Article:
Mid-term Test Formative & Summative Week 6 20% 1-5
    Practical Reports Formative & Summative Weeks 2-10 15% 1-5
    Field Camp Presentation Formative & Summative Week 10 10% 1-5
    Project Report Summative Week 12 25% 1-5
    Final Exam Summative Exam Period 30% 5
    Assessment Detail
    Mid Term Test: (20% of total course grade, 2 hours).
    Comprises a combination of short answer and essay questions and will cover lectures 1–12, tutorials and some material from practicals, with the exception of the research project.

    Practical Reports: (15% of total course grade).
    Practical Reports are all 3-week projects and mostly group based (2–6 students), but the three reports are submitted and marked individually and of equal value. Students will receive feedback within two weeks on each of the practical reports submitted for assessment.

    Field Camp Presentation (10%):
    The field camp involves a series of observations and experiments conducted by everyone in the class to demonstrate logic, design, collection and analysis of data working in groups. This component occurs during the first half of the course in order to
    teach students how to carry out the different aspects behind research.  Student oral communication and ability to ensure the logical integrity between each step, including interpretation will be assessed by the middle of the semester. Students who do not attend the field camp will be required to write an essay that requires comparable intellectual and temporal investment as expended by students on the camp.

    Research Project Report (25%):
    The research report will assess the students’ skills to create new knowledge and to place their results into a wider context with appropriate scientific rigour.  Student communication is assessed individually on their ability to interpret, synthesize and evaluate evidence-based theory. Assessment will be at the end of the semester through individual reports written in the style of scientific papers of approximately 2500 words.

    End of Term Test Final Exam: (30% of total course grade, 2 hours).
    It covers mainly lecture material from weeks 7–12 and the tutorials, to ensure summative knowledge of the course, but will integrate concepts and theories from the entire course. It is mainly short answer and essay questions.

    Submission
    If an extension is not applied for, or not granted then a penalty for late submission will apply. A penalty of 10% of the value of the assignment for each calendar day that the assignment is late (i.e. weekends count as 2 days), up to a maximum of 50% of the available marks will be applied. This means that an assignment that is 5 days late or more without an approved extension can only receive a maximum of 50% of the marks available for that assignment.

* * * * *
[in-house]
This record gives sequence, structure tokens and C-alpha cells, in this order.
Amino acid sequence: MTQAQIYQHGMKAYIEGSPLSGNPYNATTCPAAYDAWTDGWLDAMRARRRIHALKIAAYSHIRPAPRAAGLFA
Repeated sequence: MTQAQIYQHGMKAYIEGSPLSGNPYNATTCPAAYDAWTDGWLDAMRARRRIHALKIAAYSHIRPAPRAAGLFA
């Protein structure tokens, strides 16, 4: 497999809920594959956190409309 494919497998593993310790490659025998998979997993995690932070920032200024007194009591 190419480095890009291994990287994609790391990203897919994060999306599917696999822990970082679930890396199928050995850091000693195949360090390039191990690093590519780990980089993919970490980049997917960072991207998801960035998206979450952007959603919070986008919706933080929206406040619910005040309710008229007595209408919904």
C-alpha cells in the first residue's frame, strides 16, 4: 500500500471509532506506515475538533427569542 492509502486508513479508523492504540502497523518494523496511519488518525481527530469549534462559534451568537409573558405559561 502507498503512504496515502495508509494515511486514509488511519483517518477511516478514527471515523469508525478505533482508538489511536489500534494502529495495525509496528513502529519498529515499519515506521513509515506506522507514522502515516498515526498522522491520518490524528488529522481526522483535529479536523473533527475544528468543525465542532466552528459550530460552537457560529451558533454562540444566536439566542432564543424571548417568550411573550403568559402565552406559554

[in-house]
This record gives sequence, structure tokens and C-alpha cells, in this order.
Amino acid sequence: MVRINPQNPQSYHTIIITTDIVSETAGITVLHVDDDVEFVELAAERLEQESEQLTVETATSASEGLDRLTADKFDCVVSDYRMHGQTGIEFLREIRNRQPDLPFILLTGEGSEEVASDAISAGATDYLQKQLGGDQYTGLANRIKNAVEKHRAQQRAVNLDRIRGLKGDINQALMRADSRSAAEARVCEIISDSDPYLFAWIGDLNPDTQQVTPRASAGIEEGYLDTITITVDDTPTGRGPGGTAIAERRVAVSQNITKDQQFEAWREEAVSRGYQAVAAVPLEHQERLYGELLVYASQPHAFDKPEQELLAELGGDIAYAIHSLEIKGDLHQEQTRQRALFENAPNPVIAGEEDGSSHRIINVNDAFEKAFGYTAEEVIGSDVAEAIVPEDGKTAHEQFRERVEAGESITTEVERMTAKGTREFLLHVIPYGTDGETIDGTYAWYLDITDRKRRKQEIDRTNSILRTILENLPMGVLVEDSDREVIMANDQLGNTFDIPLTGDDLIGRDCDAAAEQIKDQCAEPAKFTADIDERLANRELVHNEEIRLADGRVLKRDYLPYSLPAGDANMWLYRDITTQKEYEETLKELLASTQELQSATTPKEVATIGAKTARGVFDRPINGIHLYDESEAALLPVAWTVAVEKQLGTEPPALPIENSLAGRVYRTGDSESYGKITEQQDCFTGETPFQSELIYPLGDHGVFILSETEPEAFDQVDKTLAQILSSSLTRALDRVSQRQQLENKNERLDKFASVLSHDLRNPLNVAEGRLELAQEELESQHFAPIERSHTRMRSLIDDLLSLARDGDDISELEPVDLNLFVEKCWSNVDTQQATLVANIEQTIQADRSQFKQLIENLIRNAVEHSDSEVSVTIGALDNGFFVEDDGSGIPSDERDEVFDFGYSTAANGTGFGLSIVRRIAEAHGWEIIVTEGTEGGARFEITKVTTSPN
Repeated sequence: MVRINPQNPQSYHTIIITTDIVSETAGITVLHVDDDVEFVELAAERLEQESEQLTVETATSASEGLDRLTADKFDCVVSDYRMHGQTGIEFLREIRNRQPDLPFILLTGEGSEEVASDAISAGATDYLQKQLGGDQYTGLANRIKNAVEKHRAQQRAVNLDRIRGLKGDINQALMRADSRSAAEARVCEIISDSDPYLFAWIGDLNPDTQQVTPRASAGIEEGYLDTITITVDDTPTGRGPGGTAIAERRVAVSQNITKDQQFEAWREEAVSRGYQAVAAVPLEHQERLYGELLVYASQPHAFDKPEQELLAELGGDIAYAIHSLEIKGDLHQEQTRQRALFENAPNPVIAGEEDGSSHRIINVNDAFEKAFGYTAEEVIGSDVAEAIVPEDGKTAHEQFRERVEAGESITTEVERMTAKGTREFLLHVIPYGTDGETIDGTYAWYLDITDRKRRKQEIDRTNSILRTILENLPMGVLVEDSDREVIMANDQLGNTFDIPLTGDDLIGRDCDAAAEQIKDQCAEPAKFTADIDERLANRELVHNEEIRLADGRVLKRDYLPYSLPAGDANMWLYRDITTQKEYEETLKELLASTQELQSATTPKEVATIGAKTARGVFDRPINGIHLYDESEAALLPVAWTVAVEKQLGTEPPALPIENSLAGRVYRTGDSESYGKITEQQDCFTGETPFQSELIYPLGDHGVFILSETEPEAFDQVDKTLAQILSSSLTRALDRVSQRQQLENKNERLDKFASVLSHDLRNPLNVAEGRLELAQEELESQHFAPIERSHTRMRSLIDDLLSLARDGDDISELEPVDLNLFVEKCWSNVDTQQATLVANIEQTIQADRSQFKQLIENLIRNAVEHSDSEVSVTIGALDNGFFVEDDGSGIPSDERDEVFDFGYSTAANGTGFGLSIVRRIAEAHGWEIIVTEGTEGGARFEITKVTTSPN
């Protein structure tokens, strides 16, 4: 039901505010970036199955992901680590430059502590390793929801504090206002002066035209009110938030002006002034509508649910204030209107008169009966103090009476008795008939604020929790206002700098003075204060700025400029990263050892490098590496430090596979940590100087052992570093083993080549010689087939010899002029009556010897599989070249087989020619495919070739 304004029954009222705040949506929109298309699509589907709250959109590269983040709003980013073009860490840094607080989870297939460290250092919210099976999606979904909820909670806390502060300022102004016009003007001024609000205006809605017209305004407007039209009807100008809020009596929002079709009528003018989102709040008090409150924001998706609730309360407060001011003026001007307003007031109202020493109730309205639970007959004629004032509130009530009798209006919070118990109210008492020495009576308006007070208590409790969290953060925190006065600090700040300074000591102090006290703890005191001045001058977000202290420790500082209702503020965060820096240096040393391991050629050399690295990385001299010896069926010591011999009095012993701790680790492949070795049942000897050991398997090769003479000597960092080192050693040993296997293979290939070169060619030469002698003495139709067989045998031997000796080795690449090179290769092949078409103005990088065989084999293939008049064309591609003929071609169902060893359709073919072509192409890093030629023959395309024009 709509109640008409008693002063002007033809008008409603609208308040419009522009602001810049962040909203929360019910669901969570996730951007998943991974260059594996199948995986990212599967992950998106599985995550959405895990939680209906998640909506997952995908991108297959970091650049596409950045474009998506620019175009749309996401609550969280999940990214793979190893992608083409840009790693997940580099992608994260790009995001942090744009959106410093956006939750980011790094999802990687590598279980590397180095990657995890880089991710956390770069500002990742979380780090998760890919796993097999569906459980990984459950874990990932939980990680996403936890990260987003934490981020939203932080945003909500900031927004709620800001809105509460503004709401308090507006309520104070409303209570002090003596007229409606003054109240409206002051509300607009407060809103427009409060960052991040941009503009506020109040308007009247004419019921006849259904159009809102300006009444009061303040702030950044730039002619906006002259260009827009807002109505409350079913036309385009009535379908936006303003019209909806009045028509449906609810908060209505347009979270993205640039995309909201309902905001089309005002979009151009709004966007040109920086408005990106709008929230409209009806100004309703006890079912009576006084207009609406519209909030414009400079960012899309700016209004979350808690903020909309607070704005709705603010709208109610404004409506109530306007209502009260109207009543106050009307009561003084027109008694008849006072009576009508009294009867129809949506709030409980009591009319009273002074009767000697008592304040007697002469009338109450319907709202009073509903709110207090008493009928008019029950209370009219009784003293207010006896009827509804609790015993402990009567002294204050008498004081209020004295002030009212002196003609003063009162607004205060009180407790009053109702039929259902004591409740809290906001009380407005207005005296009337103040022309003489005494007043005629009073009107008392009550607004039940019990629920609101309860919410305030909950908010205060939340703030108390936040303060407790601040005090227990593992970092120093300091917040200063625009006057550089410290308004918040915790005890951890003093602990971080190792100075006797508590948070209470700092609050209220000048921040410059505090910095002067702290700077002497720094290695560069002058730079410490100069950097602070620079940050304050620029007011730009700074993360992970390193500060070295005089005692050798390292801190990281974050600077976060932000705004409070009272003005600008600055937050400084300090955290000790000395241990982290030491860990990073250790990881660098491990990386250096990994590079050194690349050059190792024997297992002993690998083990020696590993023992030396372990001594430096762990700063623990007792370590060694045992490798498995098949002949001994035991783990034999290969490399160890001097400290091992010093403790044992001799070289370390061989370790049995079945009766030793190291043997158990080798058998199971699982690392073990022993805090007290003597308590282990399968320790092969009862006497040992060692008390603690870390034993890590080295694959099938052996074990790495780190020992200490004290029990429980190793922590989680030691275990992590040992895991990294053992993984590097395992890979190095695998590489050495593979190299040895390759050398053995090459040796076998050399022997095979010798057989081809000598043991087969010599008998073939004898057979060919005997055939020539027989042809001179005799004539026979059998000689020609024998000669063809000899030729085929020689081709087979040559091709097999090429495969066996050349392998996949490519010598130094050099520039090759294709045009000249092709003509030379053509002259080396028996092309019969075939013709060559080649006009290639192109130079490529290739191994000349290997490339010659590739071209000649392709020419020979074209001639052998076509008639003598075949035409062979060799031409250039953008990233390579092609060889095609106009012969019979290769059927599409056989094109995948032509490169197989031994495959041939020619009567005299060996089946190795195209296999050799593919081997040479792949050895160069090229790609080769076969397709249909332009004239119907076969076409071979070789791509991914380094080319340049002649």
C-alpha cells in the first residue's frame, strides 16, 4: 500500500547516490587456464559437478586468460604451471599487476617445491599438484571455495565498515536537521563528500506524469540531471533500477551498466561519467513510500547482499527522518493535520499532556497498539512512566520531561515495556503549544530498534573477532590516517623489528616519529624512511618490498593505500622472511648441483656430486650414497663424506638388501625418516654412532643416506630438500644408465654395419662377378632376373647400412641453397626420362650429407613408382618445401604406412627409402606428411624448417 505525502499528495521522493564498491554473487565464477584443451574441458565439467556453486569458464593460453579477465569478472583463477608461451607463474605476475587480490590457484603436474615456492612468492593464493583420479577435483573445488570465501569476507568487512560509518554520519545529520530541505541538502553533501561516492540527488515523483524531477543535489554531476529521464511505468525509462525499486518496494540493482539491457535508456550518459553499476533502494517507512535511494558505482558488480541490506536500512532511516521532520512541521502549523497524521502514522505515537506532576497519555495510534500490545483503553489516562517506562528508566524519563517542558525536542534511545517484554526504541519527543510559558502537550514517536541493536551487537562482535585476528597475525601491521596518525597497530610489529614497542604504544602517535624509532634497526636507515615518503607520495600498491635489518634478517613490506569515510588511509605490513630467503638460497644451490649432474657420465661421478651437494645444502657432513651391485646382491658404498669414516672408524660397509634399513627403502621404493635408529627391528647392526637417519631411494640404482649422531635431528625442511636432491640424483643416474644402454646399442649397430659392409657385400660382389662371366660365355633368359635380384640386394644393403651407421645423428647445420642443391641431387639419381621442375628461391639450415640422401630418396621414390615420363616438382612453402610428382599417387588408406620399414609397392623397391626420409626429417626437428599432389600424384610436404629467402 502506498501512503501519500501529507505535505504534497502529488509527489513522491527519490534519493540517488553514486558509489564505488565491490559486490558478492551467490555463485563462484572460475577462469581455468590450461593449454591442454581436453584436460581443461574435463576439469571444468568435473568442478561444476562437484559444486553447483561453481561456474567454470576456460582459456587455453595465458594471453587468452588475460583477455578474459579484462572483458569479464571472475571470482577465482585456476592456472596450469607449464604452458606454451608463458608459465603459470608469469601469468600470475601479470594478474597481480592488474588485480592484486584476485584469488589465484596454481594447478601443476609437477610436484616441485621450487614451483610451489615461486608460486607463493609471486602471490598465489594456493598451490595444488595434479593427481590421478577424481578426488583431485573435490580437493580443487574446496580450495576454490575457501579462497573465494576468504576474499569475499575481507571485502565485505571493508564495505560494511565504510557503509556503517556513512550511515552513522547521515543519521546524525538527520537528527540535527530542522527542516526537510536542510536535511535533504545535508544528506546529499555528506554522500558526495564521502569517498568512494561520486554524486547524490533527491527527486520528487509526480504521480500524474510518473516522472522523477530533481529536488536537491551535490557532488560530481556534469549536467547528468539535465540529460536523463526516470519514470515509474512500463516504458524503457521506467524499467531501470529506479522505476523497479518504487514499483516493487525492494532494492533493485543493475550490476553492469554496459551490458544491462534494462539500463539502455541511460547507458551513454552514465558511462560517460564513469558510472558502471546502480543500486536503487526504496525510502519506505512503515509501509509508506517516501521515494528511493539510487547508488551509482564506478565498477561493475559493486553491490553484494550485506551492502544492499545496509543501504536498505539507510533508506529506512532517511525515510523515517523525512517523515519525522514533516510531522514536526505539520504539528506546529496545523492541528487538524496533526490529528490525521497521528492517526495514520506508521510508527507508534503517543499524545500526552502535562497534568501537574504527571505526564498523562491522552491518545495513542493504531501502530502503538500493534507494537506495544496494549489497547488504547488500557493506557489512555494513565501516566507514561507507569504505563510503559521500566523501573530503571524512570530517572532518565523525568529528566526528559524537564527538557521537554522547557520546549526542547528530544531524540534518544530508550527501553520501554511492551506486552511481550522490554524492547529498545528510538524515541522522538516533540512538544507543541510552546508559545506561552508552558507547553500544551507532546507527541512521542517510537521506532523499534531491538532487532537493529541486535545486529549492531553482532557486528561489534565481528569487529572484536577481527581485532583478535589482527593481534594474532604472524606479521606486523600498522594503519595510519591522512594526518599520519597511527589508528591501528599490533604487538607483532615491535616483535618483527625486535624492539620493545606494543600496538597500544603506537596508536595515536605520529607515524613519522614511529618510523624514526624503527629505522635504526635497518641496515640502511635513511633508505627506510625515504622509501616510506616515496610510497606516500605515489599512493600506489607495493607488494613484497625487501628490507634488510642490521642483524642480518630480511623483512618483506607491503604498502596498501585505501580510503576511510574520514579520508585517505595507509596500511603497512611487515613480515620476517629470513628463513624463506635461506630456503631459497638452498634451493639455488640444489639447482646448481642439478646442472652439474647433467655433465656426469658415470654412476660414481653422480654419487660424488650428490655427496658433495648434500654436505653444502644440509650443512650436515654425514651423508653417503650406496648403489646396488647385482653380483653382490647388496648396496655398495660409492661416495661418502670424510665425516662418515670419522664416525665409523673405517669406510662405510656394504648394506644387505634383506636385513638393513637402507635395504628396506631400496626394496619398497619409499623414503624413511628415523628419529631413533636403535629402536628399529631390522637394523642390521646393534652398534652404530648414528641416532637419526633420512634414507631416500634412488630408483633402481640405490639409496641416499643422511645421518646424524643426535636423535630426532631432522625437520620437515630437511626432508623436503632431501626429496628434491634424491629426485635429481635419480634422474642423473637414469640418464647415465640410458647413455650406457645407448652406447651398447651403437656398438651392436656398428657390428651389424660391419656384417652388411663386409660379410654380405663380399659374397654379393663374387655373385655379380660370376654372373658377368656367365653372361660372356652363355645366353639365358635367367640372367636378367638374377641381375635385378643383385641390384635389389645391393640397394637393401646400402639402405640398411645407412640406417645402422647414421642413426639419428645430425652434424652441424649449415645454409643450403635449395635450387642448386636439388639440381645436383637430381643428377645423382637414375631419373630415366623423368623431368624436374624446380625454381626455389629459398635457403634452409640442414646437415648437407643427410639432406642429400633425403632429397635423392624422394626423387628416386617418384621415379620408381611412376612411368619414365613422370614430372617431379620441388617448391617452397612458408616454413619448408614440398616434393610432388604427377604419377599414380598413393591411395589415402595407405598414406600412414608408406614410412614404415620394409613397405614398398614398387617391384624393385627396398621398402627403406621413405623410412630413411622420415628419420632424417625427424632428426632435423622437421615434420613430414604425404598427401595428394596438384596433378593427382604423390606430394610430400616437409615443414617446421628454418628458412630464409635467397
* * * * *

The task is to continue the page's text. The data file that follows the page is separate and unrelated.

Course Grading

    Grades for your performance in this course will be awarded in accordance with the following scheme:

    M10 (Coursework Mark Scheme)
    Grade Mark Description
    FNS   Fail No Submission
    F 1-49 Fail
    P 50-64 Pass
    C 65-74 Credit
    D 75-84 Distinction
    HD 85-100 High Distinction
    CN   Continuing
    NFE   No Formal Examination
    RP   Result Pending

    Further details of the grades/results can be obtained from Examinations.

    Grade Descriptors are available which provide a general guide to the standard of work that is expected at each grade level. More information at Assessment for Coursework Programs.

    Final results for this course will be made available through Access Adelaide.

  • Student Feedback

    The University places a high priority on approaches to learning and teaching that enhance the student experience. Feedback is sought from students in a variety of ways including on-going engagement with staff, the use of online discussion boards and the use of Student Experience of Learning and Teaching (SELT) surveys as well as GOS surveys and Program reviews.

    SELTs are an important source of information to inform individual teaching practice, decisions about teaching duties, and course and program curriculum design. They enable the University to assess how effectively its learning environments and teaching practices facilitate student engagement and learning outcomes. Under the current SELT Policy (http://www.adelaide.edu.au/policies/101/) course SELTs are mandated and must be conducted at the conclusion of each term/semester/trimester for every course offering. Feedback on issues raised through course SELT surveys is made available to enrolled students through various resources (e.g. MyUni). In addition aggregated course SELT data is available.

  • Student Support
  • Policies & Guidelines
  • Fraud Awareness

    Students are reminded that in order to maintain the academic integrity of all programs and courses, the university has a zero-tolerance approach to students offering money or significant value goods or services to any staff member who is involved in their teaching or assessment. Students offering lecturers or tutors or professional staff anything more than a small token of appreciation is totally unacceptable, in any circumstances. Staff members are obliged to report all such incidents to their supervisor/manager, who will refer them for action under the university's student’s disciplinary procedures.